Thousands rescued as New Orleans is emptied
September 4, 2005
NEW ORLEANS, La. — What a difference a day makes.
By the time Defense Secretary Donald Rumsfeld made his way through the facility on Sunday morning, with an entourage that included Gen. Richard Myers, chairman of the Joint Chiefs of Staff and 45 members of the press, terminals at Louis Armstrong International Airport were nearly empty and almost clean.
On Saturday morning, the same terminals were seething masses of fed-up residents, desperately sick patients, and exhausted and harried rescue workers.
In the triage area, the floors were so slippery with urine that workers had to shuffle to avoid falling. In the terminal where thousands of hot, tired and increasingly angry people waited to catch evacuation flights, trash was ankle-deep.
Rumsfeld did not linger Sunday, briskly making his way through the airport, shaking hands and listening to the occasional official talk about his or her responsibilities.
The cameras paused from time to time for arranged “photo ops,” including a young female Air Force medical worker feeding a toddler a bottle.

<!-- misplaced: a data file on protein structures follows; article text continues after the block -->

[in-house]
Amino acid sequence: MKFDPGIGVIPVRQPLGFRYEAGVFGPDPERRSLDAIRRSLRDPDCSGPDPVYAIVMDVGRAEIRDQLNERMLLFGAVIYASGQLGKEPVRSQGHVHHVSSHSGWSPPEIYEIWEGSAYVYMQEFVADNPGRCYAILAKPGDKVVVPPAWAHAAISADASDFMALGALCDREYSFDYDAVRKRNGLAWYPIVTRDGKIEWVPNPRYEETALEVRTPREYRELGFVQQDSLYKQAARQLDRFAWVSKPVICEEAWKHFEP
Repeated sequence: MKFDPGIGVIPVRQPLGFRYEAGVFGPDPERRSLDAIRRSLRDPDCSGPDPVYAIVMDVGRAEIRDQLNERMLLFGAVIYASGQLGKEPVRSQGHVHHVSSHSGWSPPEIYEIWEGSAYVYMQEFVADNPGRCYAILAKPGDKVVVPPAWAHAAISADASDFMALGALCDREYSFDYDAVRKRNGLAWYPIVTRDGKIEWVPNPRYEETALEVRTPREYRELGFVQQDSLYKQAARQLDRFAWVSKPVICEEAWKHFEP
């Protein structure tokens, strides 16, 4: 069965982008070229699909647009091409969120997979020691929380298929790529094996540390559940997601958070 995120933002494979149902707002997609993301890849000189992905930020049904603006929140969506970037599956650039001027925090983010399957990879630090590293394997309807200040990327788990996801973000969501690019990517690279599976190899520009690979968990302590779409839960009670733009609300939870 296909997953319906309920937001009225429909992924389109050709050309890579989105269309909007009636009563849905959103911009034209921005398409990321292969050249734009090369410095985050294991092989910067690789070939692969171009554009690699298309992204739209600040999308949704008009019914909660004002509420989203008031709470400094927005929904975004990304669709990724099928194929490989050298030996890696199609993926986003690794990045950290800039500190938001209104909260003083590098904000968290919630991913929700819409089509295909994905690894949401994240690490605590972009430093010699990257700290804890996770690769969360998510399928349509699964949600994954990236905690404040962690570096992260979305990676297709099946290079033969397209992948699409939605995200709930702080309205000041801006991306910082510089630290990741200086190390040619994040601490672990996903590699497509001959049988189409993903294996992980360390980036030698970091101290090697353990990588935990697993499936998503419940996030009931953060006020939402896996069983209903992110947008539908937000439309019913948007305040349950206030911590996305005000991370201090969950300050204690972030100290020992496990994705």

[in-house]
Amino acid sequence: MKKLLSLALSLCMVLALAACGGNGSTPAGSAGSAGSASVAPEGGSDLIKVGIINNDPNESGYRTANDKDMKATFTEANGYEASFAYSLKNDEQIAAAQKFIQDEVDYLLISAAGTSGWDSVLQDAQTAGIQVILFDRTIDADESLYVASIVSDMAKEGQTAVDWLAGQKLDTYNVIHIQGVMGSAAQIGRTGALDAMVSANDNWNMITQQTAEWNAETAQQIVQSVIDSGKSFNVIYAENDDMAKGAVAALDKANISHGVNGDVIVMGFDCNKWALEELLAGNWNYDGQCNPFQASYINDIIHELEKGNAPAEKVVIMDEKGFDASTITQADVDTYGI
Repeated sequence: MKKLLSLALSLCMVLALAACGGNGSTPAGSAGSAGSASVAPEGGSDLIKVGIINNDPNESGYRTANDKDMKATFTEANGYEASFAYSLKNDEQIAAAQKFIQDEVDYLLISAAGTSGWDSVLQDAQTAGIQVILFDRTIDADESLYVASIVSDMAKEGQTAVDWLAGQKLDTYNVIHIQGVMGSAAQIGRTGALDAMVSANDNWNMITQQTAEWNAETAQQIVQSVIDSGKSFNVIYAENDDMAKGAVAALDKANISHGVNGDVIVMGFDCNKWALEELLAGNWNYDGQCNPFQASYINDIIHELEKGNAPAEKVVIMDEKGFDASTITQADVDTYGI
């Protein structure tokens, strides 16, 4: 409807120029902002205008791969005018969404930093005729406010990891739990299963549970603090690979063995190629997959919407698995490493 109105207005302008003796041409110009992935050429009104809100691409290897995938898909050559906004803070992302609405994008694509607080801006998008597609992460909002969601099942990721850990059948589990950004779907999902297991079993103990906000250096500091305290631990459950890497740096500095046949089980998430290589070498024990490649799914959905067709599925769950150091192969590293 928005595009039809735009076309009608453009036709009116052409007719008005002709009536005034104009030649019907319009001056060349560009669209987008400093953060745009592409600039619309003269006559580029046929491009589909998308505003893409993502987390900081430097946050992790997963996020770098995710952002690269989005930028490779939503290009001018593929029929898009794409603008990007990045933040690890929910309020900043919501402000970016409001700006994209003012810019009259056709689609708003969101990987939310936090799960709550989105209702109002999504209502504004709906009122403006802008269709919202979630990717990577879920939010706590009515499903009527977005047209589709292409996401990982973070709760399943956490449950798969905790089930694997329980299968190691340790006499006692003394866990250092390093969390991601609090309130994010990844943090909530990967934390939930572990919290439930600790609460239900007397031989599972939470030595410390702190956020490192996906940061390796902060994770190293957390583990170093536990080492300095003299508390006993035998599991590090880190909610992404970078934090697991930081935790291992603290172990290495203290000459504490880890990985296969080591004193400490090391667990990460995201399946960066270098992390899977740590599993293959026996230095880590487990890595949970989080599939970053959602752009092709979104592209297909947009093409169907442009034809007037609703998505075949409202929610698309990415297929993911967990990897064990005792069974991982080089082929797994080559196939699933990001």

Rescue workers and military personnel, who had worked round the clock and beyond, had mixed reactions.
“Everything stops for him. He should have seen this yesterday, not today,” muttered a civilian volunteer, who promptly left the area in disgust before she could be asked her name.
Others were more excited to see the officials.
“Hey, that’s Gen. Myers,” an airman told his female colleague, who looked shattered with fatigue. “You know, the top guy in our service.”
“Oh,” she replied. “How nice of him to come.”
But most of the rescuers were so tired they seemed numb.
The fatigue was understandable. They had accomplished what only yesterday seemed impossible.
Over three intense days and nights, more than 1,000 medical workers, law enforcement officers and military personnel had managed to evacuate crowds that at times peaked at 25,000 at the airport, Marty Bahamonde, a spokesman for the Federal Emergency Management Agency, told USA Today.
On Saturday alone, the Air Force rescued 494 people from flooded homes and flew 4,249 more from places such as the Superdome to this airport for further movement by civilian charters.
The actual numbers are higher, because other services, including the Navy and Coast Guard and civilian law enforcement agencies, also did rescue and evacuation operations.
Also Saturday, the Air Force flew 1,072 patients to hospitals in San Antonio, Houston and Atlanta.
The first troops from the 82nd Airborne at Fort Bragg and 1st Cavalry Division from Fort Hood, Texas, who have been ordered to assist in the Katrina effort, began arriving at the airport Sunday.
The 82nd’s commander, Maj. Gen. William Caldwell, came to oversee the set-up of his division’s tactical operations center in the cargo area of the airport.